In 1866, Barnsley’s Medical Officer, Dr Michael Sadler, wrote in the Barnsley Chronicle about sewage in our local waters posing the deadly threat of Cholera. While such diseases have been largely consigned to history, 157 years on, Dr Sadler would be shocked at the waste still in our local waterways.
This is because, in 2022, Yorkshire Water pumped raw sewage into Barnsley’s rivers and streams for a staggering 13,228 hours. This stream of waste is a symptom of something going terribly wrong with how our water is managed.
Water is obviously critical to our wellbeing, our economy, our environment – and that importance is only increasing with new stresses on our water supply, sewage treatment, and flood defences caused by climate change. For instance, greater and more intense rainfall has caused floods like those in Lundwood in 2019.
When I was Mayor, we worked with local authorities, the government, the Environment Agency, and the water companies, to tackle flooding through our innovative new Flood Resilience Plan. If delivered in full, it will protect over 10,000 homes and 2,000 businesses. Most importantly, we unlocked substantially more funding than was originally earmarked for our region. However, who is ultimately responsible for managing water in our country is a critical question. In other words, water is not just another commodity: it’s a vital public resource, and we have to manage it for the public good.
Right now, we are not.
Take sewage. The levels of dumping are almost certainly under-estimates, because the government slashed monitoring budgets. Left to police themselves, water companies have under-reported releases. The Environment Agency has a duty to monitor and punish water companies dumping waste in our water, and although their £1.6bn budget might look like a lot of money, three fifths goes to much needed flood prevention. Also, since 2010, environmental protection funding has dropped 80%, and for enforcement 40%.
Even when enforcement happens, it’s just a negligible cost of business for the water industry. Although England's main water companies were fined over sewage dumping hundreds of times between 2010 and 2021, the total amount represented just 0.7% of their profits. Meanwhile, Water companies paid a stonking £57 billion in dividends between their privatisation in 1991 and 2019, and combined with servicing debt, shareholder payouts add around £93 to the average yearly bills of my constituents.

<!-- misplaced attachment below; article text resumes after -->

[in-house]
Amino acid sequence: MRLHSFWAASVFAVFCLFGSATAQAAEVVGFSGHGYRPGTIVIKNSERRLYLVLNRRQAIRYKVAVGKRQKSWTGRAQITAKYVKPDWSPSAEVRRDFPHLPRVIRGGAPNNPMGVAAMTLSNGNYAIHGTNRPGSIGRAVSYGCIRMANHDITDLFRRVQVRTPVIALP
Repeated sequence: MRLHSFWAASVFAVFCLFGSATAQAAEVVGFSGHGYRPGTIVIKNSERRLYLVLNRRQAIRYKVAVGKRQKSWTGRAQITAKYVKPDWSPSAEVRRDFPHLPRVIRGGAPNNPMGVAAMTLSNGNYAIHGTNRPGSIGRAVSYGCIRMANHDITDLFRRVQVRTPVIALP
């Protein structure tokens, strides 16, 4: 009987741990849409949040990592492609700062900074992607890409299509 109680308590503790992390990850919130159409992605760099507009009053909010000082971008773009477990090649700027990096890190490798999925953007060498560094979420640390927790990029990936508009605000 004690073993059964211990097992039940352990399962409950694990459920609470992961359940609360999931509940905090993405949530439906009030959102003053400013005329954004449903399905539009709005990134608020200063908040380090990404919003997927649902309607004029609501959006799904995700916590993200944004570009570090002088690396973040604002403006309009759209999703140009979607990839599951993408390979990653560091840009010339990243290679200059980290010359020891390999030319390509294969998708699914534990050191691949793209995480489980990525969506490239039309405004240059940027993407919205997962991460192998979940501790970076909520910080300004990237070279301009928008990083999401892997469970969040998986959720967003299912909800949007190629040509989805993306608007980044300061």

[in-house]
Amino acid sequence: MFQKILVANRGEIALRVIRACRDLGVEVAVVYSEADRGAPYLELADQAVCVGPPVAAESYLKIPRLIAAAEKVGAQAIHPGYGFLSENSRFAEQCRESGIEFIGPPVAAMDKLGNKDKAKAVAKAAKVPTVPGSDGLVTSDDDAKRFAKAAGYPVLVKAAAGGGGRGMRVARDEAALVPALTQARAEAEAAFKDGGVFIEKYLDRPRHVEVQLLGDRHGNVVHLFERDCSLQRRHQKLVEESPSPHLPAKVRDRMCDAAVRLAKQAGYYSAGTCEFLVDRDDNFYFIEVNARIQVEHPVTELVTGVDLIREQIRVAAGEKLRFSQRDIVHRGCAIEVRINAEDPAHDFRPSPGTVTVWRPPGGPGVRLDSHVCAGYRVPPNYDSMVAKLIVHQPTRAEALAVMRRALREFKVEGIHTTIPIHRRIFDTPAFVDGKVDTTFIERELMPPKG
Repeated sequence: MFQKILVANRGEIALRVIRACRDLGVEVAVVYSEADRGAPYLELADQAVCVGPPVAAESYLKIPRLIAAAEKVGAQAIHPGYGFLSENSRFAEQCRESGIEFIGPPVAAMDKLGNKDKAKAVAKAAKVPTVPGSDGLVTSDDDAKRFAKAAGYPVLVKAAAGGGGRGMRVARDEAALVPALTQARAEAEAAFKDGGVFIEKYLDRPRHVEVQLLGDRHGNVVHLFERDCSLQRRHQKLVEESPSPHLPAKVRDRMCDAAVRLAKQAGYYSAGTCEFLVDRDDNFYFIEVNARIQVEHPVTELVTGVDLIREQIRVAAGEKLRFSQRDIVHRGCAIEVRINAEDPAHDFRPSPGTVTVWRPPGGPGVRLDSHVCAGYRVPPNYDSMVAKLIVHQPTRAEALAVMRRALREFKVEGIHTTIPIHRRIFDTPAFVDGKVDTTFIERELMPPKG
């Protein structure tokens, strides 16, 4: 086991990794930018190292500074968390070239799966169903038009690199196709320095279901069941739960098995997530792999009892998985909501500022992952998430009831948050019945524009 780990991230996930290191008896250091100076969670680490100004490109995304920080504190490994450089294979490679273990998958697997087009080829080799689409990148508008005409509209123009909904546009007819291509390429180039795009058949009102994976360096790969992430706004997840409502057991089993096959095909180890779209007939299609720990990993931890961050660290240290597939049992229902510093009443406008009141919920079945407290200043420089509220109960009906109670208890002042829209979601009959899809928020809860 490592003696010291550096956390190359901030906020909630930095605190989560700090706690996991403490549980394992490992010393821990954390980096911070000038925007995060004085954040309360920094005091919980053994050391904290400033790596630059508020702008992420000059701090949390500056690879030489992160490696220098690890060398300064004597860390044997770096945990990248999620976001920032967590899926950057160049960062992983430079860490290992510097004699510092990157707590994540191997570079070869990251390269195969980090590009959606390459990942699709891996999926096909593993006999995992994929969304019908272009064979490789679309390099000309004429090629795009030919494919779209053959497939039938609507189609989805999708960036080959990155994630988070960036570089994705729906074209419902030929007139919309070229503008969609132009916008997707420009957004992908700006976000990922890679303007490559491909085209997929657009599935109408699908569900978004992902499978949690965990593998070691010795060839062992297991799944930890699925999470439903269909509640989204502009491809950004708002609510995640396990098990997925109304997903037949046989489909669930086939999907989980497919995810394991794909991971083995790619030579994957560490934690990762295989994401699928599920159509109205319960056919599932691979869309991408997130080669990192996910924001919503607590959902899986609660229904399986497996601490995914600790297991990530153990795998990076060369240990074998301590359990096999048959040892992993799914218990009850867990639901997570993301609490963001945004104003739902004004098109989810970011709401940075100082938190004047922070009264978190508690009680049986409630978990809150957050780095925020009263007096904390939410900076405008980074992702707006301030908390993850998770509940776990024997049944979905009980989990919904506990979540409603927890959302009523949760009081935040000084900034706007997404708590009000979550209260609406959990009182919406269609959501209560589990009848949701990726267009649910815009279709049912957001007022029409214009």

Contrast this to publicly owned Scottish Water. They invested nearly 35% more per household in infrastructure since 2002 than English firms, while charging 14% less. Such a difference shows it is not some operational issue solved by small tweaks to the failing system. It’s a systemic problem requiring transformative action, and an approach that sees water as a basic necessity, rather than a commodity. Currently, the water regulator is not up to the task.
This is because Ofwat’s job is to mostly regulate the business affairs of water companies, rather than tackle record levels of sewage dumping. That’s why I’m making the case in Parliament for a reformed regulator, focused on protecting the environment, and the public, which should have a social and environmental mission, and a responsibility to help push through a coordinated plan to address climate change, pollution, and infrastructure upgrades.
Regulation of water for the public good needs to ensure safe, sewage-free, waterways, and affordable bills providing value for money. Cleaning up our water is a political choice and it’s in the gift of the government if they think it’s time for fundamental change. Because it is past time we started managing our public resources not for private profit, but for the public good.